DWP current spending on Housing Benefit Fraud “Nonsensical”

Margaret-Hodge  The Public Accounts Committee today ordered the DWP to report back within six months with a clear plan on how it would is tackling housing benefit fraud after MPs launched a scathing attack on its current spending in preventing housing benefit fraud and error calling the departments current actions as ‘completely nonsensical’.

Margaret Hodge, who chairs the committee said that billions of pounds were being lost from the taxpayer as a result of a failure to tackle HB fraud effectively. She said today ‘Around £12.6 billion has been spent on housing benefit overpayments since 2000/01 — money that could have been used to improve the system.’

Last year alone it’s estimated that £1.4bn was overpaid in housing benefit, which is 5.8% of the total budget. This was due to claimant error which accounted for £900 million pounds and £340m where there was evidence of claimant fraud, however it was found that £150m of overpayments was due to official errors made by the Local Authorities and DWP. This was a rise of £600m from the figure of £980m when the current government took over in 2010/11. The DWP however expect the losses to be lower when local authorities manage to recoup some of the money that was paid out. PAC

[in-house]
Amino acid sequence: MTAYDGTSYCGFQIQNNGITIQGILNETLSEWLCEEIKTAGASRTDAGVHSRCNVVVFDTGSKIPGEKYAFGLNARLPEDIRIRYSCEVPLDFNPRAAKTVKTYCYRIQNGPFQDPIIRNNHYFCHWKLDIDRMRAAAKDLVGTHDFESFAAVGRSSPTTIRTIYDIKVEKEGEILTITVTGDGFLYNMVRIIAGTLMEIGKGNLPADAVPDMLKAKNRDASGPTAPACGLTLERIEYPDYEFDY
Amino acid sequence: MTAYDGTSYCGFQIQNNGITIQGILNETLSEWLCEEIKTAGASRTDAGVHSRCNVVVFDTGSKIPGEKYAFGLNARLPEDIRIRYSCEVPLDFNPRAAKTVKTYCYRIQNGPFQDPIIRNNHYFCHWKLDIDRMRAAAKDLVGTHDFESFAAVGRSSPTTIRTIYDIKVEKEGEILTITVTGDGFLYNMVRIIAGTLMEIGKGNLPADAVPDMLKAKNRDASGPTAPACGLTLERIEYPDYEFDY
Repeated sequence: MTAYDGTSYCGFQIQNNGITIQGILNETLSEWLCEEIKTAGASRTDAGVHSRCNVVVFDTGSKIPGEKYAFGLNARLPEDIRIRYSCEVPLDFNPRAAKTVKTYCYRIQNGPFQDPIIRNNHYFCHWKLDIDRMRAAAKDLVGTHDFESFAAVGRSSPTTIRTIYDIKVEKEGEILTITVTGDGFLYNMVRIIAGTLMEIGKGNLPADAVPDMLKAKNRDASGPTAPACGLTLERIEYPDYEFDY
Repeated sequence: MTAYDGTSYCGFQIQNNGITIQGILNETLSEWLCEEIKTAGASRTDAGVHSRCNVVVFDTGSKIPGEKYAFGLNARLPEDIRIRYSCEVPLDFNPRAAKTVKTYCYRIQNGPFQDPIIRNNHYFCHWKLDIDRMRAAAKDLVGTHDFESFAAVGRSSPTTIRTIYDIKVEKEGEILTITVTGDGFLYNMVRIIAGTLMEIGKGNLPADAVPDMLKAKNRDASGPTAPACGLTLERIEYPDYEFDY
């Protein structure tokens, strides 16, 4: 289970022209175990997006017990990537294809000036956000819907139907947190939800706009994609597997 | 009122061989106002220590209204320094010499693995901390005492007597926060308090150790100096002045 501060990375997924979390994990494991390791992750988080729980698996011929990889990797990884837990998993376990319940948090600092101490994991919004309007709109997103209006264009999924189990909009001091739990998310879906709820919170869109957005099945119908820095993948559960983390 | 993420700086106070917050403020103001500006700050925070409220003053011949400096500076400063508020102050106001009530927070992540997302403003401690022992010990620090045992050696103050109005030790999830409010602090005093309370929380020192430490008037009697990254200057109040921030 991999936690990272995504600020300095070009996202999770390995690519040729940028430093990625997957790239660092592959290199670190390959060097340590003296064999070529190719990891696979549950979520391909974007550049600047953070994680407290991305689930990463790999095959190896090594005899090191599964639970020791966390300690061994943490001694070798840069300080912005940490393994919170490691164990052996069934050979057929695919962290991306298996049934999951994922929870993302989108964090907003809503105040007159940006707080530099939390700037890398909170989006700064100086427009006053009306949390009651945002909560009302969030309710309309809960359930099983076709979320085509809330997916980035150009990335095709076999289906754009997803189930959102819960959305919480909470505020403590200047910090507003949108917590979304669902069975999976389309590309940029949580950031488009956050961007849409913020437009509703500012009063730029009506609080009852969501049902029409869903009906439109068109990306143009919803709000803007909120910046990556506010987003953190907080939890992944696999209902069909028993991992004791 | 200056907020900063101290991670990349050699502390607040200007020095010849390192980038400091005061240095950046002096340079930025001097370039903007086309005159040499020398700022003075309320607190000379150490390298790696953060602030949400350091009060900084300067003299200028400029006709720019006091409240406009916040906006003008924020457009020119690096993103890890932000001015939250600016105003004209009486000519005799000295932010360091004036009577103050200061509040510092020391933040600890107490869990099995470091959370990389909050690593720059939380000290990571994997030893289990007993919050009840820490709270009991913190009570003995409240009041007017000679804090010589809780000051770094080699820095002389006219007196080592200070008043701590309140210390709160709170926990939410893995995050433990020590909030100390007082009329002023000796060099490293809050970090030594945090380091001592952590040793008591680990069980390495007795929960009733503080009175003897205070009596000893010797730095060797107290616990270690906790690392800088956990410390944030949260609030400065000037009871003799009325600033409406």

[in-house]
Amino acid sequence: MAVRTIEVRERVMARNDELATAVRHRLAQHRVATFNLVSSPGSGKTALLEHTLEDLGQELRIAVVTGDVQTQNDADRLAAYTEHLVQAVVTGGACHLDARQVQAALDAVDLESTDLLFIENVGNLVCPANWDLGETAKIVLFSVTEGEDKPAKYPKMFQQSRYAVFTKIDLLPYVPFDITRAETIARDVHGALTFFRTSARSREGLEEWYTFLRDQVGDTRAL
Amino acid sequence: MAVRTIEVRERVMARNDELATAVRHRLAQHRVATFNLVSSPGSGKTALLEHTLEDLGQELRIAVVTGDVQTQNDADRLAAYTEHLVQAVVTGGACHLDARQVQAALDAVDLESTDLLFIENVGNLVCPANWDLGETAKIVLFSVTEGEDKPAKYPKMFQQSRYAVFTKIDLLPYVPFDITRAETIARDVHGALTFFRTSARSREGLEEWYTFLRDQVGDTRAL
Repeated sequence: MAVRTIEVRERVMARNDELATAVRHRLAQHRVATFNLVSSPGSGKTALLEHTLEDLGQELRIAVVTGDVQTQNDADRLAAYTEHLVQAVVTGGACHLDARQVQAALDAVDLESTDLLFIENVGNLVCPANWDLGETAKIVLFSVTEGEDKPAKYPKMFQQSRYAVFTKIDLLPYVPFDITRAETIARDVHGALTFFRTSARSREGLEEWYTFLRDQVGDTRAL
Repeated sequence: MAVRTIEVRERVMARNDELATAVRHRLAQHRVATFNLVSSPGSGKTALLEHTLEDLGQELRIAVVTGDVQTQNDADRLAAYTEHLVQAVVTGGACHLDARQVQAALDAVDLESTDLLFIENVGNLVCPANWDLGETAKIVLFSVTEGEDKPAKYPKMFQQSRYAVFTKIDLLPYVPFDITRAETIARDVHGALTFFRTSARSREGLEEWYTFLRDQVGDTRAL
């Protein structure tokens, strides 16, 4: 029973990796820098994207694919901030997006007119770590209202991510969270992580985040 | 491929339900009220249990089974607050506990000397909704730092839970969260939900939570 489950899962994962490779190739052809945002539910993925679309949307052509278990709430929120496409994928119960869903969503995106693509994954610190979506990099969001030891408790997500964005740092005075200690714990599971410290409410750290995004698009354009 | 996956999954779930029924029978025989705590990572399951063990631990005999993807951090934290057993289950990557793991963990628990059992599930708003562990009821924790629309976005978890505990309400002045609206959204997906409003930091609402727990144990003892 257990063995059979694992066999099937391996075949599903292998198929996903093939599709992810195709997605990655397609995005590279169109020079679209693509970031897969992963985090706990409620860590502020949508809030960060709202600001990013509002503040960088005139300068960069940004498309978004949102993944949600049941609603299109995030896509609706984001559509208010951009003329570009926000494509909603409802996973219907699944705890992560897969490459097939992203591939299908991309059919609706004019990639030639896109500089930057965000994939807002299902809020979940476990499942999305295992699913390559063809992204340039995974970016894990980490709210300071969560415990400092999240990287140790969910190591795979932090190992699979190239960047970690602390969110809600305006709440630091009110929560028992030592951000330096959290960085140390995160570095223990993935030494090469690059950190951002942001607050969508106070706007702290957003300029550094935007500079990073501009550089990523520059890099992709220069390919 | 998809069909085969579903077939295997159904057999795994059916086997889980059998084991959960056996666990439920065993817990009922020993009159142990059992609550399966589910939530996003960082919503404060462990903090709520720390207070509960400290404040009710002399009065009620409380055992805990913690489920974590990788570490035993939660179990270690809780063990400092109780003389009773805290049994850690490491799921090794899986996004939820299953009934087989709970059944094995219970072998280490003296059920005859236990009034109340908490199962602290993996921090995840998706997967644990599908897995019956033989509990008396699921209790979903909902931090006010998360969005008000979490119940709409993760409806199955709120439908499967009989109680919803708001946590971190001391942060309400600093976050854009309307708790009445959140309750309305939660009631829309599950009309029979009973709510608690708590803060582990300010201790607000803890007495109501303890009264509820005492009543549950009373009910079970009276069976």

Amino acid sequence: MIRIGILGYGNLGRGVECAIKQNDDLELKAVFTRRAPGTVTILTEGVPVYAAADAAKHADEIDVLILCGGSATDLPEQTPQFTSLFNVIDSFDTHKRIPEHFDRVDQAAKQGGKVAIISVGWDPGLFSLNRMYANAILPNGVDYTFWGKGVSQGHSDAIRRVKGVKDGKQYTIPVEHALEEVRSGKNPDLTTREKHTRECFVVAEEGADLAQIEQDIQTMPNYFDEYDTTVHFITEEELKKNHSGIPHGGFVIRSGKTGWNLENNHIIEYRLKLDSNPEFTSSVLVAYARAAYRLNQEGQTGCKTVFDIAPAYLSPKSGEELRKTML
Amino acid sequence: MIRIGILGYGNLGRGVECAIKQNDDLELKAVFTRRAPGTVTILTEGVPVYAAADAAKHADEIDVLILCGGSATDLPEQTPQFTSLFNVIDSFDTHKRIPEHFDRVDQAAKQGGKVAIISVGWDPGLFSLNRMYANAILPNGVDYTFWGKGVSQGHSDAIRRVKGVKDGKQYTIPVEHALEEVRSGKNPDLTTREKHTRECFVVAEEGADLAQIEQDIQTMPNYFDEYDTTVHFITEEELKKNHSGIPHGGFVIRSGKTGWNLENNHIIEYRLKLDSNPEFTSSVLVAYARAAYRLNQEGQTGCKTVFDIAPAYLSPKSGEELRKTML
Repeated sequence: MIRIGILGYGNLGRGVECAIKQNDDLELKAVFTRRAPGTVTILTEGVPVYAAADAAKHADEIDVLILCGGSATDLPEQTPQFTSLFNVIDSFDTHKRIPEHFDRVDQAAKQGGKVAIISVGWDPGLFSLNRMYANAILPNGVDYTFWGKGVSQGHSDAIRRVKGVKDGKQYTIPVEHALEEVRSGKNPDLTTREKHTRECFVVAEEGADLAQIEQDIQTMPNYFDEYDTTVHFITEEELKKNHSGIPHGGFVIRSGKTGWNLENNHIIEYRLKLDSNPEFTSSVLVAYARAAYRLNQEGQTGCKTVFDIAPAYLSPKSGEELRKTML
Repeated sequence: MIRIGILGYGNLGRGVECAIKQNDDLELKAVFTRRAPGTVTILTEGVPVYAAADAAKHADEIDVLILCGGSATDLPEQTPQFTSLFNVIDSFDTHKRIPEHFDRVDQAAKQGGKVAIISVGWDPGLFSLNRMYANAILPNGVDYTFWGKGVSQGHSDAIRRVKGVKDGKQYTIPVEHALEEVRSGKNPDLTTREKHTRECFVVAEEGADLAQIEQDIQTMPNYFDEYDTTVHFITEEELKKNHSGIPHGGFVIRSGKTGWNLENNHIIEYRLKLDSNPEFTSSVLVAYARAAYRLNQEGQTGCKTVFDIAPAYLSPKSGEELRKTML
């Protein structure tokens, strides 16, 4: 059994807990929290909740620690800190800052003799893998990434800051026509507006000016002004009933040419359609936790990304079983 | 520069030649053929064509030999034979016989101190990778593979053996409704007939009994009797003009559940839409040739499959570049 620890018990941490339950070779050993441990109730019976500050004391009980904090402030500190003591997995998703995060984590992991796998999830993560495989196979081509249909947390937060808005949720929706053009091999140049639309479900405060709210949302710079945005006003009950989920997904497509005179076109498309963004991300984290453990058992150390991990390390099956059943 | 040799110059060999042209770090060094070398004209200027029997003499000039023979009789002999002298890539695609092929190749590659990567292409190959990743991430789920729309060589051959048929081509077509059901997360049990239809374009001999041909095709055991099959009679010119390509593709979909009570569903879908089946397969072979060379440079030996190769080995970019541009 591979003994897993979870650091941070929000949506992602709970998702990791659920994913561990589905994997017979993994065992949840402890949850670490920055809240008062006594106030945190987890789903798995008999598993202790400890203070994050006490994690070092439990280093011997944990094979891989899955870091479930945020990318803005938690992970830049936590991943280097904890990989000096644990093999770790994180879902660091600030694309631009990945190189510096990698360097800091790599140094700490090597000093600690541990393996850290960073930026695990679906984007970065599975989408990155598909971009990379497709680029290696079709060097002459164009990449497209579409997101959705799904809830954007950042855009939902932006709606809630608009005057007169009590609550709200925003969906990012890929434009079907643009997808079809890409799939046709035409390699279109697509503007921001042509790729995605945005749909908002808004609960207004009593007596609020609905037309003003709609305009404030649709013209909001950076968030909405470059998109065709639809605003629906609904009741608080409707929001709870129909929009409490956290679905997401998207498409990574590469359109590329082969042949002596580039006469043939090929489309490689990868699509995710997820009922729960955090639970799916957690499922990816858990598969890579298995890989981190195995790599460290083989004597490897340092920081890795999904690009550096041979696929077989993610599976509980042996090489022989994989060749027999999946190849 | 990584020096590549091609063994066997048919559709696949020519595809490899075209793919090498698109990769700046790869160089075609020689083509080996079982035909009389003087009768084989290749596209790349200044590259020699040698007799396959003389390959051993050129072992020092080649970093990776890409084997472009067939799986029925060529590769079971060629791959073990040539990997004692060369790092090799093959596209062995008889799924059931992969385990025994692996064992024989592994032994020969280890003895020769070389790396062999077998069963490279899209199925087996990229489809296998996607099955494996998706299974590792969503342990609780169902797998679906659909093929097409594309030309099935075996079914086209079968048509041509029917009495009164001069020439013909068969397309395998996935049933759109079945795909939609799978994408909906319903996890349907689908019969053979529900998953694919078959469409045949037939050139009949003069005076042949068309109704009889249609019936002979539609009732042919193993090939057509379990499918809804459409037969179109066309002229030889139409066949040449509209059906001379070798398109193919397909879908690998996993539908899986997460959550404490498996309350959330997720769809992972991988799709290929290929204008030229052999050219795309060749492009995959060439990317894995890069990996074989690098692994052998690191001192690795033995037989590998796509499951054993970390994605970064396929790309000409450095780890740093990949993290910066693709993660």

Commenting on the DWPs performance, Mrs Hodge said they had still not “effectively targeted” the major sources of fraud and error after the Public Accounts committee reported the over-spend  and ‘sounded the alarm’ years ago and said that it was ‘nonsensical’ that the department only spends 8% of its budget on fraud and errors on Housing Benefit even though HB overpayments account for 42% of the overall overpayments across all DWP benefits. She also criticised the government for the DWP failing to encourage legitimate take up of benefits and where claimants were,  in fact, underpaid which she said was due to the cutting of local authorities financial budgets when administering the Housing Benefit scheme which resulted in local authorities reducing their work in recovering overpayments as a result of reduced local authority budgets.

The committee reported local authorities faced disincentives in uncovering fraud, as the current system means they are penalised when higher levels of HB fraud is discovered.


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